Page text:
a tired, sleepy feeling, ana oitea aumo cams ana sngni iever nuow uui
this insidious disease is affecting the entire health. As the trouble progresses
and the blood becomes more deeply polluted, boils and abscesses, sores and
ulcers or brown splotches appear on the skin. As Malaria is a Diooa disease,
to cure it requires a blood purifier, and S. S. S. ia recognized as the best of
blood purifiers. S. S. S. destroys the germs with which the blood is loaded
and rids the system ot Malaria, iz goes aown into me circulation uu
attacks the disease in the right way by removing every vestige of the cause
and building up the blood from a weak, watery, germ-infected stream to a
rich, healthful fluid, nourishing and vitalizing every part of the body by its
purity. S. S. S. tones up every part of the system by its fine tonic efiects,
and being made entirely of healing, cleansing roots, herbs and barks it i3 an
absolutely safe remedy for young or old. Book on the blood and any
medical advice desired sent free to all who write.
THE SWIFT SPECIFIC CO., ATLANTA, GA.
I ilKsl SAVE YOUR jLnfa I
I ' STOMACH jPi I
1 THROVTOUR SOLE fSp I
Jf 5 J Jliii
Nature has provided trie method for the relief
of human ills. This is Nature's best aid to the
relief of RHEUMATISM and allied complaints. It
is constant, comfortable, serviceable and scientific.
It your dealer can't supply yon, we will
tend you TTt Booh.
WERTHEIMER-SWARTS SHOE CO
Sola MalMra Ilndar Urn Tmi
ST. LOUIS. U. S. A.
RECLAIM IDAHO DESERTS
J. M. M'GREGOR TELLS OF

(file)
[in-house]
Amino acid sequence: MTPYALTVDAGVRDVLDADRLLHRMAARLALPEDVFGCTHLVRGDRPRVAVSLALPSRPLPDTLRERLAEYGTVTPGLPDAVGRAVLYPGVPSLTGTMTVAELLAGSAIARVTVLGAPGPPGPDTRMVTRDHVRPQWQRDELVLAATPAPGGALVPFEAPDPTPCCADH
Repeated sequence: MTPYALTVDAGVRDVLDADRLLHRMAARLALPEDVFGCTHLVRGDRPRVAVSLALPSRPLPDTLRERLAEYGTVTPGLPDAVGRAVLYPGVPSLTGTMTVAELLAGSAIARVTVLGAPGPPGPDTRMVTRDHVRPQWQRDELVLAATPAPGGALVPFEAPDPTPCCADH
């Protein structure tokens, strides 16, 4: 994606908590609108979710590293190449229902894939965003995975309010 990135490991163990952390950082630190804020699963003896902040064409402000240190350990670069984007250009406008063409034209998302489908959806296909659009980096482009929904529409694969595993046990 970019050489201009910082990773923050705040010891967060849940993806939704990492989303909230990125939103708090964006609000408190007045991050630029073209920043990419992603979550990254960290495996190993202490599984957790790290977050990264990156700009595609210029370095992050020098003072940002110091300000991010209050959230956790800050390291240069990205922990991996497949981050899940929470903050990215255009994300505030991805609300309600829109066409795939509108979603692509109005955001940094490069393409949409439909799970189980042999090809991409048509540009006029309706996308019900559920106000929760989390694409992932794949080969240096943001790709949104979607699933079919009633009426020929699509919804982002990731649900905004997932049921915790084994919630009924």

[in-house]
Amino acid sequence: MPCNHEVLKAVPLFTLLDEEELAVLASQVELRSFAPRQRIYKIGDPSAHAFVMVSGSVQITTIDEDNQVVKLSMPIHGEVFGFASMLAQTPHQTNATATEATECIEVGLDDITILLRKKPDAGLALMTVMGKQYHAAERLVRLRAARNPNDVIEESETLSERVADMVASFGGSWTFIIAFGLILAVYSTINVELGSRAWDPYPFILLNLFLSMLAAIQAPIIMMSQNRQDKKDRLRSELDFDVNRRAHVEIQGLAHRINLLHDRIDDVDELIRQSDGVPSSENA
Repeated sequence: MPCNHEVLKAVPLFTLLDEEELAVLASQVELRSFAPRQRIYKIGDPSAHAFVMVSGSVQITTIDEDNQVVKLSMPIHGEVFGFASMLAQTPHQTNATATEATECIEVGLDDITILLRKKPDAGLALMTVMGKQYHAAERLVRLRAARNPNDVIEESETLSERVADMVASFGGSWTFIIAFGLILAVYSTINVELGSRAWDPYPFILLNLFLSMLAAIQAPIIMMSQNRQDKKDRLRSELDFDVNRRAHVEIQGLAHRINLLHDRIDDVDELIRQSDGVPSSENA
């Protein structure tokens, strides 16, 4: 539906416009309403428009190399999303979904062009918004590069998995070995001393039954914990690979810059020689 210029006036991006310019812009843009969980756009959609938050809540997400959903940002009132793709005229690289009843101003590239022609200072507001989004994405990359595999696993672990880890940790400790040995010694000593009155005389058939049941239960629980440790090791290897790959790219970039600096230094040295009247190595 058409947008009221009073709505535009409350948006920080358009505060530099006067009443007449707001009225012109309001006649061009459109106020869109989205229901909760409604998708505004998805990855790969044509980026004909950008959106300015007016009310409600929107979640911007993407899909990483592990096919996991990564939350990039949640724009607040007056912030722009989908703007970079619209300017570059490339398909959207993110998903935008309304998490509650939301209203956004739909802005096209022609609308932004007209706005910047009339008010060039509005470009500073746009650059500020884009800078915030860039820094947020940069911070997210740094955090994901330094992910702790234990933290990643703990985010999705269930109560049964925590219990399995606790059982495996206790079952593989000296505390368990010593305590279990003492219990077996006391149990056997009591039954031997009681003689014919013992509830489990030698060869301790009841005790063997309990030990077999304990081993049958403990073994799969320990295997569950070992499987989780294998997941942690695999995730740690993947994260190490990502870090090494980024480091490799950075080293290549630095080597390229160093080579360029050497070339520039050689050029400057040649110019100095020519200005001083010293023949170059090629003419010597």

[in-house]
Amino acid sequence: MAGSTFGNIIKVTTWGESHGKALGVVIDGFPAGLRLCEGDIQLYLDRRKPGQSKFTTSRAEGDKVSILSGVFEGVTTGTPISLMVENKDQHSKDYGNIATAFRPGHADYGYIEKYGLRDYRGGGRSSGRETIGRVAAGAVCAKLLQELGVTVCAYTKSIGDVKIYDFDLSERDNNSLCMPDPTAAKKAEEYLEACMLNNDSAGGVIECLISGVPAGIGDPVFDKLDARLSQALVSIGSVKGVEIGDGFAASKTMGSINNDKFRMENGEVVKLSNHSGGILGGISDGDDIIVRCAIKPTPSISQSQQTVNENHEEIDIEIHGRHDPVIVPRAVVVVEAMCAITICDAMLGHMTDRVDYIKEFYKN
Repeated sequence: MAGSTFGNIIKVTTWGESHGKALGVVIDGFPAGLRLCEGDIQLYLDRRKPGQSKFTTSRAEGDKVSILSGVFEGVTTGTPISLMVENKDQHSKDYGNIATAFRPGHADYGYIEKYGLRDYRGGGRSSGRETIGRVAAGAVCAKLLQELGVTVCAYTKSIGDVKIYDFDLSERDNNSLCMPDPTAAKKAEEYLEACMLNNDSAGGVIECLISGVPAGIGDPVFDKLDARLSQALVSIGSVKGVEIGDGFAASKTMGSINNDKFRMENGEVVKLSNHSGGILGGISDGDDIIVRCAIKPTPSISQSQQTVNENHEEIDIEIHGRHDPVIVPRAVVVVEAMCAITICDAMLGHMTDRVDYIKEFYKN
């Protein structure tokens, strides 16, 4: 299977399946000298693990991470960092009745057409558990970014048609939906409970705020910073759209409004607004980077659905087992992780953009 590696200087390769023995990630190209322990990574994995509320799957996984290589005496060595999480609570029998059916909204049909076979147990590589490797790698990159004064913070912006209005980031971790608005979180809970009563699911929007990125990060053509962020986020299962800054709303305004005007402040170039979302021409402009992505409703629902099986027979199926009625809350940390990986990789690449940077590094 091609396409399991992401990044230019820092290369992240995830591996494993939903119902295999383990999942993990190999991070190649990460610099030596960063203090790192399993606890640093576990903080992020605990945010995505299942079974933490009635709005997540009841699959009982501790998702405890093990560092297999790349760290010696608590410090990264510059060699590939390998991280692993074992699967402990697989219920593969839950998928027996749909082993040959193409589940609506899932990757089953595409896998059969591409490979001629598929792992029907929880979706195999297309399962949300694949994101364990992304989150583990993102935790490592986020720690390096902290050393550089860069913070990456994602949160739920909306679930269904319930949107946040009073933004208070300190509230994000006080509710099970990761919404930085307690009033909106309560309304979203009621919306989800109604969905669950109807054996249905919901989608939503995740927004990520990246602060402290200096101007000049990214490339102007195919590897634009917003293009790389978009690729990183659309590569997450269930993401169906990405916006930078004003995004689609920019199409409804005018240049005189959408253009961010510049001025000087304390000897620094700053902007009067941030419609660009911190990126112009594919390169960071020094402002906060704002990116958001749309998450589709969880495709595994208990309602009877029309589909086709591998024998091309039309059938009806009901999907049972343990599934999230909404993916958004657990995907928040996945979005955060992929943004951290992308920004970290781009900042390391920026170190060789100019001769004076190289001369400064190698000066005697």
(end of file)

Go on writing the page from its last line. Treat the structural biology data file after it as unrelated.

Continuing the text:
f;T? F' IT IBBTRATinV 'VV'OR TC
State Leads All Others in Area
Vnder Ditch Empire Tribu
tary to Portland.
J. M. Macgregor, a director of the
Idaho Falls Development Company, of
Idaho Falls, Idaho, which has made such
a marked success In the upbuilding of
Southern Idaho, Is In the city. Mr. Mac
gregor is a student of advertising and
has spent considerable time in looking
over the plana carried on by the Oregon
Development League and the Portland
Commercial Club, as well as those of
similar bodies throughout the country.
Regarding the development of the arid
region of Idaho Mr. Macgregor said yes
"We are putting 1.000,000 acres of land
in the Upper Snake River Valley of Idaho
under water that Is, we have It already
under irrigation, and more than 60 per
cent of that In crop; and then Immedi
ately south of us are three other irriga
tion propositions which also have 1.000.000
acres under Irrigation, and all of this
vast territory Is nearer to Portland than
to any other Important coast city. Our
natural outlet through the Snake and